Samaritans find substantial link between disadvantage and suicide

Shocking news has emerged from the Samaritans that there is a direct link between poverty and suicide, according to their new report.

The report, Dying from Inequality, found that in places that suffer from higher levels of poverty and low income also have higher rates of suicide.

The report found that the risk of suicide increases during economic decline and recession. As the pressure to make ends meet increases people are pushed into situations they feel they have no way out of. Tragically this can lead to suicide.

During the most recent recession – 2008-09 – there was a 0.54% increase in suicides for every 1% increase in indebtedness across 20 EU countries, including the UK and Ireland.

The charity is hoping that everyone, regardless of socio-economic background, are made aware of ways they can access mental health assistance, to try an cut the rates of suicide in the UK.

Men are more likely to feel negative effects from an economic slump that women, and those out of work are almost three times as likely to take their own lives than those who have paid employment.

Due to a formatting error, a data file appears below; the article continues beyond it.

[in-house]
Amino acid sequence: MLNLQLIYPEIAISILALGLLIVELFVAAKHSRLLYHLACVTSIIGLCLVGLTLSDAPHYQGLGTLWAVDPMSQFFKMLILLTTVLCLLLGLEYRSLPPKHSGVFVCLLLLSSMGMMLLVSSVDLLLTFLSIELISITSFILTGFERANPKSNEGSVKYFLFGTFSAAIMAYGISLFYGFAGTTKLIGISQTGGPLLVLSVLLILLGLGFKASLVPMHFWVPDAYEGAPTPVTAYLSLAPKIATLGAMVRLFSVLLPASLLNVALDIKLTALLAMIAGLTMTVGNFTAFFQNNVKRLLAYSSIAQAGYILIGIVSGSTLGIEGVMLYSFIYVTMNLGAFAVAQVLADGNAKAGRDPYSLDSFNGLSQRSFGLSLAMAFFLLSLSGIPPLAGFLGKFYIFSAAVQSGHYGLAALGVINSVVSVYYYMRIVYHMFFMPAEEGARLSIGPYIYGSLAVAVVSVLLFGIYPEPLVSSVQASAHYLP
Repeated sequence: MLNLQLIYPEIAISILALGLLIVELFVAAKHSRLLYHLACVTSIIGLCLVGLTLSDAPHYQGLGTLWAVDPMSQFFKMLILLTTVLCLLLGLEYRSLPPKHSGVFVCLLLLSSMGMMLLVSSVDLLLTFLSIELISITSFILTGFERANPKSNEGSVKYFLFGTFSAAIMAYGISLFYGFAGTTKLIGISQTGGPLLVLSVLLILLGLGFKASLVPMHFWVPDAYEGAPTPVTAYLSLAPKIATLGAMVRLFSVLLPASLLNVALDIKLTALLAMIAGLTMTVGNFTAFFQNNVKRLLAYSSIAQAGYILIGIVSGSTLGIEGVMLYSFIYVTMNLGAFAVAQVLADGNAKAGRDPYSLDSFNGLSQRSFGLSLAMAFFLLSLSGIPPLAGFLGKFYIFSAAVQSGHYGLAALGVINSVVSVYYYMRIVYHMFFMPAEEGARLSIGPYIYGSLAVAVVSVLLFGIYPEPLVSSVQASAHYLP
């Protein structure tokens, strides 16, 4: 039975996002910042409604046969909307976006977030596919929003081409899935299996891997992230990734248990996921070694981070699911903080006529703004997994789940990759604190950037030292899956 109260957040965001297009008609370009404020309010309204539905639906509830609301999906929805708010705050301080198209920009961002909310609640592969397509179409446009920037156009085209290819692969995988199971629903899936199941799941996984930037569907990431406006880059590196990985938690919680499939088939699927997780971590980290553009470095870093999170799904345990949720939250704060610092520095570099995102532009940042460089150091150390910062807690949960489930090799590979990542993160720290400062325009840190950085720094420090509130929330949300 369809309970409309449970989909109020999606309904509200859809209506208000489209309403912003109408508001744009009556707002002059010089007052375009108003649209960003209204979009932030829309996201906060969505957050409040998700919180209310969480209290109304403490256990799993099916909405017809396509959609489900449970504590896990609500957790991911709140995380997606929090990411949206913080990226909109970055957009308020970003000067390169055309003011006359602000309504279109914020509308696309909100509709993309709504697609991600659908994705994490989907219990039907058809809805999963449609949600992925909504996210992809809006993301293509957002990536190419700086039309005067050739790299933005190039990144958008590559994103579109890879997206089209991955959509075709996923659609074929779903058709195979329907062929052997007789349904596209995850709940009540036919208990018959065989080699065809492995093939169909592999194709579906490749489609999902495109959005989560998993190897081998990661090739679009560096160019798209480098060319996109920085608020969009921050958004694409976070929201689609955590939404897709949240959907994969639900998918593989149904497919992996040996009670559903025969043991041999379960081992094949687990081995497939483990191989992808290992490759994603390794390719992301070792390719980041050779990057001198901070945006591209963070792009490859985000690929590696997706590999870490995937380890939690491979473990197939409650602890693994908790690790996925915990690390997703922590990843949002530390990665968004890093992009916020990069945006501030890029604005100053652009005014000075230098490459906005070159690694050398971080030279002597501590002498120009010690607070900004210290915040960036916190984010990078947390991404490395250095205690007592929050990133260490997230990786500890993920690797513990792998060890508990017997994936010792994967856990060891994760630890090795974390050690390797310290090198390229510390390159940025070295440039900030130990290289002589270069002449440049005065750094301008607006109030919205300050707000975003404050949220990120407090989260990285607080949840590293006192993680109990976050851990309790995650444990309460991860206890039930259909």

This lead to report to conclude that: “There is now overwhelming evidence of a strong link between socio-economic disadvantage and suicidal behaviour.”

Samaritans CEO Ruth Sutherland said: “Suicide is an inequality issue that we have known about for some time.

“This report says that’s not right, it’s not fair and it’s got to change. Most importantly, this report sets out, for the first time, what needs to happen to save lives.

“Addressing inequality would remove the barriers to help and support where they are needed most and reduce the need for that support in the first place.

“Government, public services, employers, service providers, communities, family and friends all have a role in making sure help is relevant and accessible when it matters most.”

For more information on the fantastic work of the Samaritans click here

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